When you get medical care from a physician or healthcare facility, you expect to receive the best care and treatment in the world. Sadly, many people become victims of medical malpractice that results in devastating pain and lifelong complications.
Learn what you need to know about the law on medical malpractice and whether you can make a claim as a result of errors made by your doctors.
What is Medical Malpractice?
Medical malpractice is a wrongful or negligent action that results in personal injury to another person, be it physical or financial, through medical treatment. It does not include acts of omission, including those that are carried out in good faith to avoid injuring a patient.
According to the National Association of Attorneys General (NAAG), medical malpractice is defined as follows: Medical malpractice occurs when the benefits did not sufficiently outweigh the risk or harm in a particular instance.
In determining a violation of the standard of care, negligence should not be viewed as the absence of negligence. As a patient, it is your right to make a claim for medical malpractice in the United States.
Common Types of Medical Malpractice
When we talk about medical malpractice, we are talking about negligence. However, not all negligence results in malpractice charges.
Medical malpractice involves an intentional injury to a patient’s body or a denial of medical care. There are some situations where an injury is not considered a “normal error” and thus can be viewed as medical malpractice.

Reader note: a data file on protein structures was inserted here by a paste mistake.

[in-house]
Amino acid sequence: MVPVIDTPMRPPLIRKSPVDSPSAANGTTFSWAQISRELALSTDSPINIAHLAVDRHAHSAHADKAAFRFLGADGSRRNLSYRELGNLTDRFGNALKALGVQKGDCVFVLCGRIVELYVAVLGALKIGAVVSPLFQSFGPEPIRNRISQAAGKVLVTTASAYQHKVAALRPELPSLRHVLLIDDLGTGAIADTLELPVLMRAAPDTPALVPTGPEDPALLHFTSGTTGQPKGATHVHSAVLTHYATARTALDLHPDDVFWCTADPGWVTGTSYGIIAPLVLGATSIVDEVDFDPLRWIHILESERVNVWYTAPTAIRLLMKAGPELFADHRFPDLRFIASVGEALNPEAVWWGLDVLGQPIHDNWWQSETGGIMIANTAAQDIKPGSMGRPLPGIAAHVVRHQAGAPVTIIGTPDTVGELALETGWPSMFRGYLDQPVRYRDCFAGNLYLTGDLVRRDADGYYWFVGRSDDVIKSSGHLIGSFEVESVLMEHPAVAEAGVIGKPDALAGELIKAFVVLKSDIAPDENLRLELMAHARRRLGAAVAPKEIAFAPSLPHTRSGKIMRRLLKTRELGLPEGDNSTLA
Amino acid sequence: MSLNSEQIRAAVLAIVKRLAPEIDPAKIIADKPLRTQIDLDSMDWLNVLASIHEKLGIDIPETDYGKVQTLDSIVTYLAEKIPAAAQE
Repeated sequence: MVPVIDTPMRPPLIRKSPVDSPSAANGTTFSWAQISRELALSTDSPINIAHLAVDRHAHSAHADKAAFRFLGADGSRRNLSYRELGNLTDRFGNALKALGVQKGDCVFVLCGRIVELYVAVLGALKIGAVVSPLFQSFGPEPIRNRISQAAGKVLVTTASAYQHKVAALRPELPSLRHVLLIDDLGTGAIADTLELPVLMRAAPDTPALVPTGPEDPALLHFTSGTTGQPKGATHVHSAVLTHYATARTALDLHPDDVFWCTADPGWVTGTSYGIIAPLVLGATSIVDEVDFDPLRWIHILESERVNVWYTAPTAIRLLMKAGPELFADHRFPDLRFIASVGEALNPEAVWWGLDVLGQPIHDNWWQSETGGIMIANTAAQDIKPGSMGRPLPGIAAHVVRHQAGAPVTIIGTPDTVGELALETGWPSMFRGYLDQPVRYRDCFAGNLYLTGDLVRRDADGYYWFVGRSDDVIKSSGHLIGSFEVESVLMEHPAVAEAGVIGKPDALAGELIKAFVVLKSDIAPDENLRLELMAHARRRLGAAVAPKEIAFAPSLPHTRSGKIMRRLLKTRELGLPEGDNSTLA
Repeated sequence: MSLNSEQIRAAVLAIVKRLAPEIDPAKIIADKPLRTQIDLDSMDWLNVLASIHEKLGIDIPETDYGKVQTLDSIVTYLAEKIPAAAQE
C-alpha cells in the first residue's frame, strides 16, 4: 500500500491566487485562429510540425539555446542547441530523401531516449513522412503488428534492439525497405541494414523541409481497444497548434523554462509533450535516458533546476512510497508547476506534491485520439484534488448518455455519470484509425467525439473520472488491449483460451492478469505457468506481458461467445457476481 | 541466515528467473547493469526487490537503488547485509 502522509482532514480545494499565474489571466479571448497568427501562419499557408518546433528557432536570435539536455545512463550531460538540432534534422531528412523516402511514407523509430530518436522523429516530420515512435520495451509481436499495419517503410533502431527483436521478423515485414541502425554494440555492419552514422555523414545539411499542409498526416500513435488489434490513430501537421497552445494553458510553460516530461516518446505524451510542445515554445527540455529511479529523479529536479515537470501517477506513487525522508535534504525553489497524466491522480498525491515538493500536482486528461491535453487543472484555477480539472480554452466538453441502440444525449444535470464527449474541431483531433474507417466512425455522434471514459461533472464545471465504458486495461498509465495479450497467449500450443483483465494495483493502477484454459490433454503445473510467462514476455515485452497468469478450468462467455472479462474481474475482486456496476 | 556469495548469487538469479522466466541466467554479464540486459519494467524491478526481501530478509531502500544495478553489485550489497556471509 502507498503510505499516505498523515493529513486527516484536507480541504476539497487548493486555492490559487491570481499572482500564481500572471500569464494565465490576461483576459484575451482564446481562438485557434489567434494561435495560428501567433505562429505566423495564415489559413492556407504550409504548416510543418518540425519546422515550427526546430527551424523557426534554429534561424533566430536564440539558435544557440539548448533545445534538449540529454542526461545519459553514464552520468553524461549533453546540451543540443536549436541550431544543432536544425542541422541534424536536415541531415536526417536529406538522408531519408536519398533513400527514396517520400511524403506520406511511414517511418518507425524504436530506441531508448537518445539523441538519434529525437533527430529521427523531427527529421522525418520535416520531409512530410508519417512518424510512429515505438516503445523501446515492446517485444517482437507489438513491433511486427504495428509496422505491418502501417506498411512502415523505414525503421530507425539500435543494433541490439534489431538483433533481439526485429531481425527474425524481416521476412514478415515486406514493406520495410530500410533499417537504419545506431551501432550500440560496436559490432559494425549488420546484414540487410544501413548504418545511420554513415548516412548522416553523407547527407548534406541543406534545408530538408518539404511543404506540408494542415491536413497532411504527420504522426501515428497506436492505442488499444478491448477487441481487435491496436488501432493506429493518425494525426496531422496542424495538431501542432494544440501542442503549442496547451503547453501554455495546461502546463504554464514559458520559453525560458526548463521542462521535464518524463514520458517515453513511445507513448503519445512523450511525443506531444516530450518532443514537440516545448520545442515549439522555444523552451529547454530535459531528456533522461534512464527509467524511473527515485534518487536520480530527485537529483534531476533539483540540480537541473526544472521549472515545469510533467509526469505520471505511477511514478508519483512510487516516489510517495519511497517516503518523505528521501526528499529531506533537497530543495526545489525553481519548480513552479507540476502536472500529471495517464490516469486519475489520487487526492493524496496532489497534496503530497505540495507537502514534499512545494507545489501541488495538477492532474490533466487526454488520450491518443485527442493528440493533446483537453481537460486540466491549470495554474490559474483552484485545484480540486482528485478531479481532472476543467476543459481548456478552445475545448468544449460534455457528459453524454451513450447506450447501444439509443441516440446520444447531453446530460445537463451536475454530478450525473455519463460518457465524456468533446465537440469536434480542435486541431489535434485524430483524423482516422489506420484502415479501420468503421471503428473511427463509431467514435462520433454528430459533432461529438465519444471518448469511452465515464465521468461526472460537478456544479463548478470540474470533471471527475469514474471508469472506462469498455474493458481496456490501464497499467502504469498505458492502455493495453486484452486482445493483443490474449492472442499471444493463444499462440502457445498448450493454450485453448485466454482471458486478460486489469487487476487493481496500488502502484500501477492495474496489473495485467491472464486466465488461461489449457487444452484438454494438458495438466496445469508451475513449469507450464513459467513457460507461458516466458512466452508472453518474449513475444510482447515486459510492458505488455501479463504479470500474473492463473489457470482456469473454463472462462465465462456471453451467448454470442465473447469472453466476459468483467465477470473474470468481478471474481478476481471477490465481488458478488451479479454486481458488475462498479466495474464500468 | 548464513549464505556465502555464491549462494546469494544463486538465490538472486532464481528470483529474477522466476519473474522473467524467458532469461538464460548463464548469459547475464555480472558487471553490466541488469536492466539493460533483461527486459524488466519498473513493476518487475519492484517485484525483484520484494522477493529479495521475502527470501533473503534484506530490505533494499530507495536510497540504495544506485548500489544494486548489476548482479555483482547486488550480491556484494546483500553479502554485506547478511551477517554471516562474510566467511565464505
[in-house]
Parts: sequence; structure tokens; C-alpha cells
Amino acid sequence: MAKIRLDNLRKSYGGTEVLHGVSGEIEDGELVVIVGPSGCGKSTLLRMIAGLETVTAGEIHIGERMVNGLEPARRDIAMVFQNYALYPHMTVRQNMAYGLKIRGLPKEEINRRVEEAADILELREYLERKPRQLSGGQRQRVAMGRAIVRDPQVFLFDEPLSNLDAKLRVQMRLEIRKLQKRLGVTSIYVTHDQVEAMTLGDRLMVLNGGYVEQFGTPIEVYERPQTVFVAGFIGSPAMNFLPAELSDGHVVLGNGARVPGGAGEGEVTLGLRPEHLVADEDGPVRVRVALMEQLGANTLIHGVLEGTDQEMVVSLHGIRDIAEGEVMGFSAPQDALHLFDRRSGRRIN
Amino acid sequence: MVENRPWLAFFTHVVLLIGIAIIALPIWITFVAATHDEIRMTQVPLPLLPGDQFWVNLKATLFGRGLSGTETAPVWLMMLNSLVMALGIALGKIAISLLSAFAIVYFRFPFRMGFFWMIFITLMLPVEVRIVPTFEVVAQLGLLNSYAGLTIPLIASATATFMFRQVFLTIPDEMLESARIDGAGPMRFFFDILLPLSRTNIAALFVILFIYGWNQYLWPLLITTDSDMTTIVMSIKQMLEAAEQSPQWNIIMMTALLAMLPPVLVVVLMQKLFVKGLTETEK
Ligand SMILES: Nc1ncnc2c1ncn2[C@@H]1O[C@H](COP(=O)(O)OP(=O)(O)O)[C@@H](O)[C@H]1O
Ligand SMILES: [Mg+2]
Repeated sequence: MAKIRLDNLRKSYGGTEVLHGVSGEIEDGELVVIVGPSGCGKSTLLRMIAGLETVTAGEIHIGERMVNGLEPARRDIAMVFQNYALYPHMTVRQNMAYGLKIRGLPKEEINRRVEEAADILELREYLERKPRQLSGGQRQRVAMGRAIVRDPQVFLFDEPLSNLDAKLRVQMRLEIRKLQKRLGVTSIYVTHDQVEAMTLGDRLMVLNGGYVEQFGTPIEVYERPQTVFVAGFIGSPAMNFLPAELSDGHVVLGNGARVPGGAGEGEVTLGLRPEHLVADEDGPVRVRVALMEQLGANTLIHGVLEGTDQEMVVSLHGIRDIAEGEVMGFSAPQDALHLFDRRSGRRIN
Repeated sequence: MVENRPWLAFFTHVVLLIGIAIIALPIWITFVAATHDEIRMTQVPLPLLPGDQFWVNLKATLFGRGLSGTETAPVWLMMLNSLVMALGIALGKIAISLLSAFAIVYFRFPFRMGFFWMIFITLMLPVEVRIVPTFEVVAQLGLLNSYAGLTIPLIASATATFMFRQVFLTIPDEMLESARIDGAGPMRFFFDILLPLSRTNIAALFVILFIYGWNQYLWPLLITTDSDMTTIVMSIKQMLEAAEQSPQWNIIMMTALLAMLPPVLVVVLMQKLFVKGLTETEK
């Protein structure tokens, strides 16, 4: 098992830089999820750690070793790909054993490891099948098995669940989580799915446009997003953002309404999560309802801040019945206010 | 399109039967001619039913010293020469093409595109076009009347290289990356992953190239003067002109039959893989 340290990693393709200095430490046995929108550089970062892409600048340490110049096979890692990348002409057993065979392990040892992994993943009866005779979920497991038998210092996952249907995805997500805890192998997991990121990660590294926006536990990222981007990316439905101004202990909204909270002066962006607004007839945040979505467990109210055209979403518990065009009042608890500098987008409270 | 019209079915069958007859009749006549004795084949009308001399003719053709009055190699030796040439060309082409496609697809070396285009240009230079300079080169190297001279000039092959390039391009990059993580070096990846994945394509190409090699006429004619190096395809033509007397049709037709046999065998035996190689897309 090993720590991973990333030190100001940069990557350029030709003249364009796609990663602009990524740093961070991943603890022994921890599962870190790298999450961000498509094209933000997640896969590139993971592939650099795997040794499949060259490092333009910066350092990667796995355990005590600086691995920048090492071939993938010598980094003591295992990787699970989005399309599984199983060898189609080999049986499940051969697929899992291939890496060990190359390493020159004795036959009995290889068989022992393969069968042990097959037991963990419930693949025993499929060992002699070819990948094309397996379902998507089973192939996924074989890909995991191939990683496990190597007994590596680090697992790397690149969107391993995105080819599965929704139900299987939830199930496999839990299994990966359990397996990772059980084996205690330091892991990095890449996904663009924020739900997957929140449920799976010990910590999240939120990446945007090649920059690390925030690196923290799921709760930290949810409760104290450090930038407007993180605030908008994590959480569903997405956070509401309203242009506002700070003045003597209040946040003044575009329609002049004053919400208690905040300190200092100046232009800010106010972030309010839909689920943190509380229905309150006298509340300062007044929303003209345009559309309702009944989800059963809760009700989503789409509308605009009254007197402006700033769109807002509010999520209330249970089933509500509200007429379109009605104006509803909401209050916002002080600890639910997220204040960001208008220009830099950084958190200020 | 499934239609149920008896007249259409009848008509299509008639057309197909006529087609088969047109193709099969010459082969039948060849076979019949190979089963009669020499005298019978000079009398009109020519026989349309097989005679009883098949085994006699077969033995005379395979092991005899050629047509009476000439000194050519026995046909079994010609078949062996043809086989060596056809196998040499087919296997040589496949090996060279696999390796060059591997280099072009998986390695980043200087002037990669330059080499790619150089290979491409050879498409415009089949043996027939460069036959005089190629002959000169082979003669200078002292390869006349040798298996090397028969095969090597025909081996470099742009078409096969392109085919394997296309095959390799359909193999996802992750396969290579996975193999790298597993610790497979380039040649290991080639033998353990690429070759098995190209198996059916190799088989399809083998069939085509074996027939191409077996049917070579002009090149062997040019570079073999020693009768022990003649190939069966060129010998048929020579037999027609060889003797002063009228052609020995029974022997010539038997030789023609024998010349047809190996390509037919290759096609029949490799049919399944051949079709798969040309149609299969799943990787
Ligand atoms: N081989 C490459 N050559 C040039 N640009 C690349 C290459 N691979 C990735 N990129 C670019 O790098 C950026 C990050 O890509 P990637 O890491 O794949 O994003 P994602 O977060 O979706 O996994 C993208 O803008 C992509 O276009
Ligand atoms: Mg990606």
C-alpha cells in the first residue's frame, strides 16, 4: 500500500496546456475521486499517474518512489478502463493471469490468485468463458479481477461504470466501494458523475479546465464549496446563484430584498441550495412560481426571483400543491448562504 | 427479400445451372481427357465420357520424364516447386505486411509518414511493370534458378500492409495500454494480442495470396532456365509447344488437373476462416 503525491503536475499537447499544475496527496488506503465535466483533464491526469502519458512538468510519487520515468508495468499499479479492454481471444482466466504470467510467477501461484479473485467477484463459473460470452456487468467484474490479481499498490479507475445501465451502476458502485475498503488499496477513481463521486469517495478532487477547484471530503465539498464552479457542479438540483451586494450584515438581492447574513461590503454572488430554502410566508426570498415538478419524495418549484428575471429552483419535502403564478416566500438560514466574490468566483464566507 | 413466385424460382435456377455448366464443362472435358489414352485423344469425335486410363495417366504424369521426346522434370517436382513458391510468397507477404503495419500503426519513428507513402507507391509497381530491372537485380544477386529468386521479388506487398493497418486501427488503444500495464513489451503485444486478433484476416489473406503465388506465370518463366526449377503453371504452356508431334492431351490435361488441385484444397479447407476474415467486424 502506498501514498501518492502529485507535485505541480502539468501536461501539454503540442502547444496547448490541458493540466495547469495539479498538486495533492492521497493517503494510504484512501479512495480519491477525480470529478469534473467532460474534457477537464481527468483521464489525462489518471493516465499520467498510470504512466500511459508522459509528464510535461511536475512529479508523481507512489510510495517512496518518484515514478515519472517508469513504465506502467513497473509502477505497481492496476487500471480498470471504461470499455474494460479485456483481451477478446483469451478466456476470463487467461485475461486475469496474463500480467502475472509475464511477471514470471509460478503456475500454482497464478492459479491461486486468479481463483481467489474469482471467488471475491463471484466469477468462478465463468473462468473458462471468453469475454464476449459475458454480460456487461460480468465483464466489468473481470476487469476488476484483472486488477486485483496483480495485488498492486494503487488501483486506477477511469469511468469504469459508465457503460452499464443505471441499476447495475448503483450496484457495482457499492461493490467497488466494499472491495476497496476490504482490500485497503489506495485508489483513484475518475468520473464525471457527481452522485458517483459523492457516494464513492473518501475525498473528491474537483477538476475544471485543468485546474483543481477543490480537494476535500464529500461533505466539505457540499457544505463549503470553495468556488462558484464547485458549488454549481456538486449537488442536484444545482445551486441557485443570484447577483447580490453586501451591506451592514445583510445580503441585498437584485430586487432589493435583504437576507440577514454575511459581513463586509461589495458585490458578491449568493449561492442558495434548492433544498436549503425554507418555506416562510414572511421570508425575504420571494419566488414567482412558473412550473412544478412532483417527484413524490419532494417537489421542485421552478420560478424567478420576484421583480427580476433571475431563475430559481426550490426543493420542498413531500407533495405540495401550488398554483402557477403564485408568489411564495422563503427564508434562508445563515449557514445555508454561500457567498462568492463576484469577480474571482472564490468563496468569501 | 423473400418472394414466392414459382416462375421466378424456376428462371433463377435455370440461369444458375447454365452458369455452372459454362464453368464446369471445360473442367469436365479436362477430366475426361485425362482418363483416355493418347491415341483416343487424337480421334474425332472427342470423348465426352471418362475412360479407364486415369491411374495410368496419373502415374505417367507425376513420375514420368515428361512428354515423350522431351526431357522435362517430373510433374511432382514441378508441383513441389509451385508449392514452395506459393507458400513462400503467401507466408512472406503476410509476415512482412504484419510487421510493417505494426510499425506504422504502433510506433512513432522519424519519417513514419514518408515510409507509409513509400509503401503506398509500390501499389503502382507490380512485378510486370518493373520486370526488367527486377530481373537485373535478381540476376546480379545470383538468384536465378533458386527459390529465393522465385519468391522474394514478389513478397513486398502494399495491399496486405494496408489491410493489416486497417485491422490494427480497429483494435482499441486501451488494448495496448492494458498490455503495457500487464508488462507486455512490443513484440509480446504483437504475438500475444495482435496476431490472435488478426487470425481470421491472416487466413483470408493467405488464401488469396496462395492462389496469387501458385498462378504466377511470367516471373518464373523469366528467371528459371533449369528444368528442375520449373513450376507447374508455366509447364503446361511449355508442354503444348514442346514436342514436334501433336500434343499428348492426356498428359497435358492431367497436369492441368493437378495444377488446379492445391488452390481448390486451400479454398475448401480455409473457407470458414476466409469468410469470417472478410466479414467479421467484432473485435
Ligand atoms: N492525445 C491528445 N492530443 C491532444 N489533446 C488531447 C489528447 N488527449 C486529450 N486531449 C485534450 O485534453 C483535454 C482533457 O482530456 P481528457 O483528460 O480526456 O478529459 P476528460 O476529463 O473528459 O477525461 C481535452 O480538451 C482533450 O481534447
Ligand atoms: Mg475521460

Physician negligence involves the failure of a physician to meet a patient’s needs or failing to provide a patient with the best possible treatment – for instance, if a doctor gives a patient medication instead of providing them with a thorough physical examination.
Some of the most common examples may include:
- Birth injuries and pregnancy complications
- Brain injuries
- Emergency treatment that results in injury or death
- Incorrect medication or pharmacy miscalculations
- Nursing mistakes
- Spinal cord injuries
- Surgical errors and complications
The Process of a Medical Malpractice Case
You need a specialist to help you determine whether you have a solid case for claiming medical negligence. They will explore the next step in your claim, keeping you fully informed of your legal options at all times.
In most instances, a settlement is reached before the case ever goes to trial, but be prepared for the possibility of going to court. This usually depends on how strong your case is.
If you don’t have any physical evidence that your injury or illness was sustained due to the neglect of a doctor, then it is very unlikely that your case will be taken any further.
That is why it is so important to keep records of everything regarding your case, no matter how unimportant it may seem. The type of proof you need consists of records, notes, correspondence, and expert medical opinions.
A medical negligence claim will not affect your future treatment. If you are worried about suing your practitioner or another organisation for negligence because of how it might affect future treatment, don’t be – you will not be struck off any list or compelled to leave your doctor’s surgery. Furthermore, doctors recognise that closing ranks following an act of negligence can turn out to be a costly mistake.